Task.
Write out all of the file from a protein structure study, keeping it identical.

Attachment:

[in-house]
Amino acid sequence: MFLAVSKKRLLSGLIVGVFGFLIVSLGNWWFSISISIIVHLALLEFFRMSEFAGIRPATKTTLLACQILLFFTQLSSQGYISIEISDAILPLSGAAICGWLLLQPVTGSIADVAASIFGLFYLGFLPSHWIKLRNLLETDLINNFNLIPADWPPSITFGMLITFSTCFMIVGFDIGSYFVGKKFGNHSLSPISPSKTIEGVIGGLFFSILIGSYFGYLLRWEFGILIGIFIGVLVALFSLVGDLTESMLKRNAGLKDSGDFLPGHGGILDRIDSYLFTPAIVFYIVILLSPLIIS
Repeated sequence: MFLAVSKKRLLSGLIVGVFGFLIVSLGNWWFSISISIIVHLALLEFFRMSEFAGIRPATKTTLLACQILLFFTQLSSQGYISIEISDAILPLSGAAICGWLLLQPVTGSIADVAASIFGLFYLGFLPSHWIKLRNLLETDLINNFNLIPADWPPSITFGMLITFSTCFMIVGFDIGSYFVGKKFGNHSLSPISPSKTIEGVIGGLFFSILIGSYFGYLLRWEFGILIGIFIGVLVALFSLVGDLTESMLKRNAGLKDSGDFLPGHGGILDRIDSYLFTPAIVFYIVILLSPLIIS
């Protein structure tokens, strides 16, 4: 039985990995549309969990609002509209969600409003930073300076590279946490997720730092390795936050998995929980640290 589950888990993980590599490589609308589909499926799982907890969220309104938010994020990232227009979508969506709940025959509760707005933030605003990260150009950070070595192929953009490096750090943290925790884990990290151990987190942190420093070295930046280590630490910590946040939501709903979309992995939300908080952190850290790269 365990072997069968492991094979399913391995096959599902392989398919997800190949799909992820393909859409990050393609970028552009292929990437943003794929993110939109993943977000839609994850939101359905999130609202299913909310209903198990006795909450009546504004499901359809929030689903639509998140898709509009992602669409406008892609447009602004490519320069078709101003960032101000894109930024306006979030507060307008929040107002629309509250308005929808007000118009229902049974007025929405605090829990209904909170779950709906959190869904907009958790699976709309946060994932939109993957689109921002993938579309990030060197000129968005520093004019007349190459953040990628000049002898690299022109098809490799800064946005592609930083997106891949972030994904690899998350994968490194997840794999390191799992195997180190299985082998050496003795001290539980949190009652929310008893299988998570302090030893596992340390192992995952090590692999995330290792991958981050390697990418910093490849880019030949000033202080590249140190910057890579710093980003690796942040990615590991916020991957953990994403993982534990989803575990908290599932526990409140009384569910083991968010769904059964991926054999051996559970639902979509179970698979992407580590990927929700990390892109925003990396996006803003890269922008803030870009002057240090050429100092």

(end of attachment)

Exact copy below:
[in-house]
Amino acid sequence: MFLAVSKKRLLSGLIVGVFGFLIVSLGNWWFSISISIIVHLALLEFFRMSEFAGIRPATKTTLLACQILLFFTQLSSQGYISIEISDAILPLSGAAICGWLLLQPVTGSIADVAASIFGLFYLGFLPSHWIKLRNLLETDLINNFNLIPADWPPSITFGMLITFSTCFMIVGFDIGSYFVGKKFGNHSLSPISPSKTIEGVIGGLFFSILIGSYFGYLLRWEFGILIGIFIGVLVALFSLVGDLTESMLKRNAGLKDSGDFLPGHGGILDRIDSYLFTPAIVFYIVILLSPLIIS
Repeated sequence: MFLAVSKKRLLSGLIVGVFGFLIVSLGNWWFSISISIIVHLALLEFFRMSEFAGIRPATKTTLLACQILLFFTQLSSQGYISIEISDAILPLSGAAICGWLLLQPVTGSIADVAASIFGLFYLGFLPSHWIKLRNLLETDLINNFNLIPADWPPSITFGMLITFSTCFMIVGFDIGSYFVGKKFGNHSLSPISPSKTIEGVIGGLFFSILIGSYFGYLLRWEFGILIGIFIGVLVALFSLVGDLTESMLKRNAGLKDSGDFLPGHGGILDRIDSYLFTPAIVFYIVILLSPLIIS
């Protein structure tokens, strides 16, 4: 039985990995549309969990609002509209969600409003930073300076590279946490997720730092390795936050998995929980640290 589950888990993980590599490589609308589909499926799982907890969220309104938010994020990232227009979508969506709940025959509760707005933030605003990260150009950070070595192929953009490096750090943290925790884990990290151990987190942190420093070295930046280590630490910590946040939501709903979309992995939300908080952190850290790269 365990072997069968492991094979399913391995096959599902392989398919997800190949799909992820393909859409990050393609970028552009292929990437943003794929993110939109993943977000839609994850939101359905999130609202299913909310209903198990006795909450009546504004499901359809929030689903639509998140898709509009992602669409406008892609447009602004490519320069078709101003960032101000894109930024306006979030507060307008929040107002629309509250308005929808007000118009229902049974007025929405605090829990209904909170779950709906959190869904907009958790699976709309946060994932939109993957689109921002993938579309990030060197000129968005520093004019007349190459953040990628000049002898690299022109098809490799800064946005592609930083997106891949972030994904690899998350994968490194997840794999390191799992195997180190299985082998050496003795001290539980949190009652929310008893299988998570302090030893596992340390192992995952090590692999995330290792991958981050390697990418910093490849880019030949000033202080590249140190910057890579710093980003690796942040990615590991916020991957953990994403993982534990989803575990908290599932526990409140009384569910083991968010769904059964991926054999051996559970639902979509179970698979992407580590990927929700990390892109925003990396996006803003890269922008803030870009002057240090050429100092």